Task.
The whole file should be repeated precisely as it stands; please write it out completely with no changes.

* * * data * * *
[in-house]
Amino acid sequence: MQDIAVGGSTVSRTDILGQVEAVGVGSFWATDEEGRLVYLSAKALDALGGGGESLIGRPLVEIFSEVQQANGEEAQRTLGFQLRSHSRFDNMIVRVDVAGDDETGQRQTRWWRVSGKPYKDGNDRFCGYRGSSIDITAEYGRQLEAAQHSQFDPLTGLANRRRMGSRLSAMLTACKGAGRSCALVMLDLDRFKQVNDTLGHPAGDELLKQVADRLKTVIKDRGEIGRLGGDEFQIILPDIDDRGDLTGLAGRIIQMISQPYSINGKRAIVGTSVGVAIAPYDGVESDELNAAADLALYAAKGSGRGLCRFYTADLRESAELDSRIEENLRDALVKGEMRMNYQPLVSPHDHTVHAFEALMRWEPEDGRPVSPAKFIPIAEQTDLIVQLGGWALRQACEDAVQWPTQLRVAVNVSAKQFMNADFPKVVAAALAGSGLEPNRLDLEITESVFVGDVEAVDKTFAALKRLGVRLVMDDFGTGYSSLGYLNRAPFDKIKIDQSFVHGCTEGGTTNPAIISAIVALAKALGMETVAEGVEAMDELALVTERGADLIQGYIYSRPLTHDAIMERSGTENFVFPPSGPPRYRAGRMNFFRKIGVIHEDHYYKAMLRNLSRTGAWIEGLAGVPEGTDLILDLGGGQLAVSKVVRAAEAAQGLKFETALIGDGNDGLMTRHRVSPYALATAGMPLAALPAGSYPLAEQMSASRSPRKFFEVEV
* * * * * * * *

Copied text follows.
[in-house]
Amino acid sequence: MQDIAVGGSTVSRTDILGQVEAVGVGSFWATDEEGRLVYLSAKALDALGGGGESLIGRPLVEIFSEVQQANGEEAQRTLGFQLRSHSRFDNMIVRVDVAGDDETGQRQTRWWRVSGKPYKDGNDRFCGYRGSSIDITAEYGRQLEAAQHSQFDPLTGLANRRRMGSRLSAMLTACKGAGRSCALVMLDLDRFKQVNDTLGHPAGDELLKQVADRLKTVIKDRGEIGRLGGDEFQIILPDIDDRGDLTGLAGRIIQMISQPYSINGKRAIVGTSVGVAIAPYDGVESDELNAAADLALYAAKGSGRGLCRFYTADLRESAELDSRIEENLRDALVKGEMRMNYQPLVSPHDHTVHAFEALMRWEPEDGRPVSPAKFIPIAEQTDLIVQLGGWALRQACEDAVQWPTQLRVAVNVSAKQFMNADFPKVVAAALAGSGLEPNRLDLEITESVFVGDVEAVDKTFAALKRLGVRLVMDDFGTGYSSLGYLNRAPFDKIKIDQSFVHGCTEGGTTNPAIISAIVALAKALGMETVAEGVEAMDELALVTERGADLIQGYIYSRPLTHDAIMERSGTENFVFPPSGPPRYRAGRMNFFRKIGVIHEDHYYKAMLRNLSRTGAWIEGLAGVPEGTDLILDLGGGQLAVSKVVRAAEAAQGLKFETALIGDGNDGLMTRHRVSPYALATAGMPLAALPAGSYPLAEQMSASRSPRKFFEVEV